Robust Decision Making (RDM)

Application to Water Planning and Climate Policy

Published in: Decision Making under Deep Uncertainty: From Theory to Practice, Chapter 7, pages 135-163. doi: 10.1007/978-3-030-05252-2_7

by David G. Groves, Edmundo Molina-Perez, Evan Bloom, Jordan R. Fischbach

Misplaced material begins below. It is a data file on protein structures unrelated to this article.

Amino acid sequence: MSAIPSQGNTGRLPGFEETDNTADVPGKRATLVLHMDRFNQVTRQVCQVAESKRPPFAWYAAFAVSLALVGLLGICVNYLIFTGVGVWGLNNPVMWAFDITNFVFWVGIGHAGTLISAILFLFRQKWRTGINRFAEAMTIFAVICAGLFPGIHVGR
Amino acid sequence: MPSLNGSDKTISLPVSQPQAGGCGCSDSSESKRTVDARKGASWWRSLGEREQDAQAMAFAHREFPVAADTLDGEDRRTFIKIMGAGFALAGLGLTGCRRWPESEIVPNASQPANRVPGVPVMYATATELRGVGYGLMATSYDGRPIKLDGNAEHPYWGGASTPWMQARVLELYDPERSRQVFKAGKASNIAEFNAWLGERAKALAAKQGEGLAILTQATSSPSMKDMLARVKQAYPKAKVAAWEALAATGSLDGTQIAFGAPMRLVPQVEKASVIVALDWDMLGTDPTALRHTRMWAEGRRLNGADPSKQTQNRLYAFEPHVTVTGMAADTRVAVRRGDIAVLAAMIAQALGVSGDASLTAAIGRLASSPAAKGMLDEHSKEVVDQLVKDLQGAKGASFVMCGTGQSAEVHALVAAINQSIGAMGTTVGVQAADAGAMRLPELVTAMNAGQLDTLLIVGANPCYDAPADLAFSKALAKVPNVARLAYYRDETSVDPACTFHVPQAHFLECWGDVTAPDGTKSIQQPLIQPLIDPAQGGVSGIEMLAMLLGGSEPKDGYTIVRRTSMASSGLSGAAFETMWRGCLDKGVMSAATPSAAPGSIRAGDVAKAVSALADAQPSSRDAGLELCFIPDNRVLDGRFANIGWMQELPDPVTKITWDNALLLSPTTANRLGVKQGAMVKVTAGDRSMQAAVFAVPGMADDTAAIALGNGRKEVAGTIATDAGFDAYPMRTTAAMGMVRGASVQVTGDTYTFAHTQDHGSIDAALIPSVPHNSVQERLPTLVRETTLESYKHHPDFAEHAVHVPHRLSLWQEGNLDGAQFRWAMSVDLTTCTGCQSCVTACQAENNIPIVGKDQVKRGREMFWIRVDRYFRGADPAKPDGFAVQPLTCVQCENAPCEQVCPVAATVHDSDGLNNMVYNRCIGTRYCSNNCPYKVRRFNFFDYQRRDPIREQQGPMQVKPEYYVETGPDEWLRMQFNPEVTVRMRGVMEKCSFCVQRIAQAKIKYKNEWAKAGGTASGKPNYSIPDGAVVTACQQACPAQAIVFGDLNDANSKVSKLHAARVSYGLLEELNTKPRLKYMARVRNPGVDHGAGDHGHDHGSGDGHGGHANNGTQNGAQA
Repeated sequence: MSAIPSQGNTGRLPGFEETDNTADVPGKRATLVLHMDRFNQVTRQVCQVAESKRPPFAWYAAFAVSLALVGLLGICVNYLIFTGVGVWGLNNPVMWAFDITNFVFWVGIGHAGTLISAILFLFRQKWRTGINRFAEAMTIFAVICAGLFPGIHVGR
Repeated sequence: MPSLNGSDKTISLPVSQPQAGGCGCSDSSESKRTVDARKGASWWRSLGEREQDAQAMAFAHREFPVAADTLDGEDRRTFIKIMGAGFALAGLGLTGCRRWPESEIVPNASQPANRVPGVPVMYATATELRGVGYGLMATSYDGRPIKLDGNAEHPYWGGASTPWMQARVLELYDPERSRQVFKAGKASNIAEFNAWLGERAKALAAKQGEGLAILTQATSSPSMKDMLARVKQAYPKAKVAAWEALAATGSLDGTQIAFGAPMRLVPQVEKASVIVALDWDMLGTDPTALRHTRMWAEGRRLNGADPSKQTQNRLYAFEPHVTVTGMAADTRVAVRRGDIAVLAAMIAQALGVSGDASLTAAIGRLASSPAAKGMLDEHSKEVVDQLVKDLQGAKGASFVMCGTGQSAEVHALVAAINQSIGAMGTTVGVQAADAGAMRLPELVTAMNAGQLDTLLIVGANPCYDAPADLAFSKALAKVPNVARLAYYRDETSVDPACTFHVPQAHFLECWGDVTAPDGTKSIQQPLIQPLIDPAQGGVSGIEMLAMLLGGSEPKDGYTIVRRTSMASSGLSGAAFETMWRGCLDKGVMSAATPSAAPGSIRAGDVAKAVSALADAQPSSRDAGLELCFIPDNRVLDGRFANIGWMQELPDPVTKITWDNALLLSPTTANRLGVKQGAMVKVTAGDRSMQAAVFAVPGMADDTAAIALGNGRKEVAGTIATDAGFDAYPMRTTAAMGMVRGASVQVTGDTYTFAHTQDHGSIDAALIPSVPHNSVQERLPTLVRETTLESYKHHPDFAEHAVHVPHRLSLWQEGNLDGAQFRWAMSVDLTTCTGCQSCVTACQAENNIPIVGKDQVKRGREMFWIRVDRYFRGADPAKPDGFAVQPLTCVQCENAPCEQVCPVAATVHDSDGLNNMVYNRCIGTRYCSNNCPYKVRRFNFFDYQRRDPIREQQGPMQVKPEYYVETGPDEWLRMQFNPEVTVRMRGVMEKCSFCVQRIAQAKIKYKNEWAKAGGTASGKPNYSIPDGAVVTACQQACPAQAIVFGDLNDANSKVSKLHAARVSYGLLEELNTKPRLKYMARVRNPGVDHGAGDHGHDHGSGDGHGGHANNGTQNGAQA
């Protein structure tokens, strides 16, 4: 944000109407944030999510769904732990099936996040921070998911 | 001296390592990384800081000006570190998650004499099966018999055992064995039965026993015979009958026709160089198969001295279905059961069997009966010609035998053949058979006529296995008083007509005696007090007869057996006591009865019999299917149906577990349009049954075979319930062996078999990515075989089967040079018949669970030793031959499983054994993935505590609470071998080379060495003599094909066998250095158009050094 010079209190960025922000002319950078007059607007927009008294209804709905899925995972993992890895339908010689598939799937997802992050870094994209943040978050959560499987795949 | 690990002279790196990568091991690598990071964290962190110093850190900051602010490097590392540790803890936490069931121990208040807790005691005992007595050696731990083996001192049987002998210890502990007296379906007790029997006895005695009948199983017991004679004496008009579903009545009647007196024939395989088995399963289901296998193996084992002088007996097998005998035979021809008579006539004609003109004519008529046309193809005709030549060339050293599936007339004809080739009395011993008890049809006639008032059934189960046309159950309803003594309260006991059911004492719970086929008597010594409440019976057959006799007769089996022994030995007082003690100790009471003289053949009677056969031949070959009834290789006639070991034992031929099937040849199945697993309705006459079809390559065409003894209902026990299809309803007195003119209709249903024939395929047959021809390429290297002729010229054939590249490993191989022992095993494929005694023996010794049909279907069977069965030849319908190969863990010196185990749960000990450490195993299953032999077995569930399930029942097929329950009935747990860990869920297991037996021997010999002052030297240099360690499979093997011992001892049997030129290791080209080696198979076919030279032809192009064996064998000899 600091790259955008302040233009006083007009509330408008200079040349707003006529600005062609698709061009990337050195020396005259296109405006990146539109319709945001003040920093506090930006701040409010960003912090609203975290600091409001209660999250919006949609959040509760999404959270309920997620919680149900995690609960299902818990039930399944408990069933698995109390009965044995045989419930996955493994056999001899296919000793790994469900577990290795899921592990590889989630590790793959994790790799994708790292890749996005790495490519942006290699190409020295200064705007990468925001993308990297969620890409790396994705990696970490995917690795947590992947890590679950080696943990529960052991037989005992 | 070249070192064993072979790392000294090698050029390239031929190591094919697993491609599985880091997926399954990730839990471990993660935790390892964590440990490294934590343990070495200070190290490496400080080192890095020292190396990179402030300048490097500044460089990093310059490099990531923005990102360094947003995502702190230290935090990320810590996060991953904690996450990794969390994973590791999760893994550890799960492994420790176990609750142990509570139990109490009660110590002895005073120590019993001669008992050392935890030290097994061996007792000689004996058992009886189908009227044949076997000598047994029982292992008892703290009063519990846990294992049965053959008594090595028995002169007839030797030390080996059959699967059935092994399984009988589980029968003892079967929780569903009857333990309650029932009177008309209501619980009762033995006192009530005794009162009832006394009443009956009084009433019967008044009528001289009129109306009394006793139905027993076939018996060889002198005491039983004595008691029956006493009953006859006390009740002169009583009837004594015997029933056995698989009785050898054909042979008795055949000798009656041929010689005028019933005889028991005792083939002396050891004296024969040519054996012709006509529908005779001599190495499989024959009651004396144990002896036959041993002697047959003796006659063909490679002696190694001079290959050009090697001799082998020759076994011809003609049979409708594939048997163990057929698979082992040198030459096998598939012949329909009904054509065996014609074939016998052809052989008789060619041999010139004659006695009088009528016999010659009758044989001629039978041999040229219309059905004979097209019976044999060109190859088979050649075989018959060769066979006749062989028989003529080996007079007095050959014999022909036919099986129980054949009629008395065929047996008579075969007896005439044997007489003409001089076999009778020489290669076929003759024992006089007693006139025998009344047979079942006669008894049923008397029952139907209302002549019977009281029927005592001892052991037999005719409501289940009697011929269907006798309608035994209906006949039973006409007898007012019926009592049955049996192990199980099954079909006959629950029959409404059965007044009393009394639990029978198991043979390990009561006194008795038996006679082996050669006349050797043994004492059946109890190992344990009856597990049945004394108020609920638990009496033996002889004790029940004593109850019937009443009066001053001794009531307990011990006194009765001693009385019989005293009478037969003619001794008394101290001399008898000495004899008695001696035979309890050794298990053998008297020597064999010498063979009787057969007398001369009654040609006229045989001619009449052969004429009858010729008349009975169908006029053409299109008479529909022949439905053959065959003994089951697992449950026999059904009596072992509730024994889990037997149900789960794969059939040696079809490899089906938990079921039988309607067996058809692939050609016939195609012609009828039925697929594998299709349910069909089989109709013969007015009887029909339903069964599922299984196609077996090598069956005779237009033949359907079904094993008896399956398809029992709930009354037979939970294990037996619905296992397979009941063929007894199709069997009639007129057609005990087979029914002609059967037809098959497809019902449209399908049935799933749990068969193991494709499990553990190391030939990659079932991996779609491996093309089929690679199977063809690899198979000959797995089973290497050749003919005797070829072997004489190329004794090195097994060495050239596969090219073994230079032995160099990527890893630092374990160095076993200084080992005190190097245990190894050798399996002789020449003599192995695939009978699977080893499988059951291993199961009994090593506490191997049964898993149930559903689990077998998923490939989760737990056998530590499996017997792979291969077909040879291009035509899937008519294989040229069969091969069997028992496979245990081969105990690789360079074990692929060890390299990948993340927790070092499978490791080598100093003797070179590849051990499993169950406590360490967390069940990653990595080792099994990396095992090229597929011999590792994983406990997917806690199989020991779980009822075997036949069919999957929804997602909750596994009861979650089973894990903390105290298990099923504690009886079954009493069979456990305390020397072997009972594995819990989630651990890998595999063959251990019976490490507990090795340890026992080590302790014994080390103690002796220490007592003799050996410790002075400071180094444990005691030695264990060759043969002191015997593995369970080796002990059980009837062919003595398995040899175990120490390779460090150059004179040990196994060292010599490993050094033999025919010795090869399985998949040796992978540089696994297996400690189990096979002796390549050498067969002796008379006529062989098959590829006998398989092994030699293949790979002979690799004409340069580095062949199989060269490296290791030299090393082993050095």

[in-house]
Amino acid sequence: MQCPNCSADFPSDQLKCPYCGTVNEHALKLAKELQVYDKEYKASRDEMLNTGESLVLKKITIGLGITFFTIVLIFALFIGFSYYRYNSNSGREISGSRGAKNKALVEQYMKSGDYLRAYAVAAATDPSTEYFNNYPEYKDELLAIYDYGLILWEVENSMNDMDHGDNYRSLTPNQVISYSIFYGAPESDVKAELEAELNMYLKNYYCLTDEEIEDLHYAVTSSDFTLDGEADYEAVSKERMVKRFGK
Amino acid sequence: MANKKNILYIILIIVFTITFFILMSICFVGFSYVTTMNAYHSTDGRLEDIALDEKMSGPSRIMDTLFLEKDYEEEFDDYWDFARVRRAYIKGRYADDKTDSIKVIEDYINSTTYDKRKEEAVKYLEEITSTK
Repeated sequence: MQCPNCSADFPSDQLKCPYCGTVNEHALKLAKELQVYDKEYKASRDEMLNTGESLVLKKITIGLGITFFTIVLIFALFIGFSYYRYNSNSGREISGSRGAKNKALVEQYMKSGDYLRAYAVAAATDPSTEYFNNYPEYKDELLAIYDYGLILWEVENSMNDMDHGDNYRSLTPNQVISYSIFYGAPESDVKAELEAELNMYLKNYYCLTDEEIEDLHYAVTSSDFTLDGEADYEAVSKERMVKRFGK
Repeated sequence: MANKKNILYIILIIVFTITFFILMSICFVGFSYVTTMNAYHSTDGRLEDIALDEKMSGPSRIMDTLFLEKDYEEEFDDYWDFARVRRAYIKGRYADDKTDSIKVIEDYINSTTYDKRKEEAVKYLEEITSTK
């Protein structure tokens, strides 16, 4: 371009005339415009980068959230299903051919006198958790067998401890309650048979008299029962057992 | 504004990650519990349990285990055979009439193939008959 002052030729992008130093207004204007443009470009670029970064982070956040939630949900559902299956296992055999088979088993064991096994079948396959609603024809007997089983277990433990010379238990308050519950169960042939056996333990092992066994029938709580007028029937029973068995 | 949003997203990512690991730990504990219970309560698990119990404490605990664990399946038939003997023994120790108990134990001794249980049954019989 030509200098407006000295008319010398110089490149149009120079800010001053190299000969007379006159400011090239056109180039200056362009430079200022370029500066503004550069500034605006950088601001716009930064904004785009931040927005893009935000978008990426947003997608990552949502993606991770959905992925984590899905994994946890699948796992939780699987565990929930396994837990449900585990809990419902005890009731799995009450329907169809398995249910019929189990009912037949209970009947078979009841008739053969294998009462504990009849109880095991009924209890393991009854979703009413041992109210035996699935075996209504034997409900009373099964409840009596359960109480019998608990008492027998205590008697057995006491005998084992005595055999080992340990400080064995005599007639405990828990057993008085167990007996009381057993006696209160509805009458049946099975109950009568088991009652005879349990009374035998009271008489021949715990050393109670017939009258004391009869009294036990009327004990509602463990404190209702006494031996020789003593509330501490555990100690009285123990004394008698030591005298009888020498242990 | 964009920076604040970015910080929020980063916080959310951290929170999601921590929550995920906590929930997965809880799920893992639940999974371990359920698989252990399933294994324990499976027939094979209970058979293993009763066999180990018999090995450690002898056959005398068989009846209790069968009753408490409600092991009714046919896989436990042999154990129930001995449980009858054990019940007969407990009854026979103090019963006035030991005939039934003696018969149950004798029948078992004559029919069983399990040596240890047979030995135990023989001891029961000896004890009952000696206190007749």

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Long-term water planning is increasingly challenging, since hydrologic conditions appear to be changing from the recently observed past and water needs in many locales are highly relative to existing and easily developed supplies. Globally coordinated policymaking to address climate change also faces large uncertainties regarding underlying conditions and possible responses, making traditional prediction-based planning approaches to be inadequate for the purpose. Methods for Decision Making under Deep Uncertainty (DMDU) can be useful for addressing long-term policy challenges associated with multifaceted, nonlinear, natural and socio-economic systems. This chapter presents two case studies using Robust Decision Making (RDM). The first describes how RDM was used as part of a seven-state collaboration to identify water management strategies to reduce vulnerabilities in the Colorado River Basin. The second illustrates how RDM could be used to develop robust investment strategies for the Green Climate Fund (GCF)—an international global institution charged with making investments supporting a global transition toward more sustainable energy systems that will reduce GHG emissions. Both case studies describe the development of robust strategies that are adaptive, in that they identify both near-term decisions and guidance for how these responses should change or be augmented as the future unfolds.

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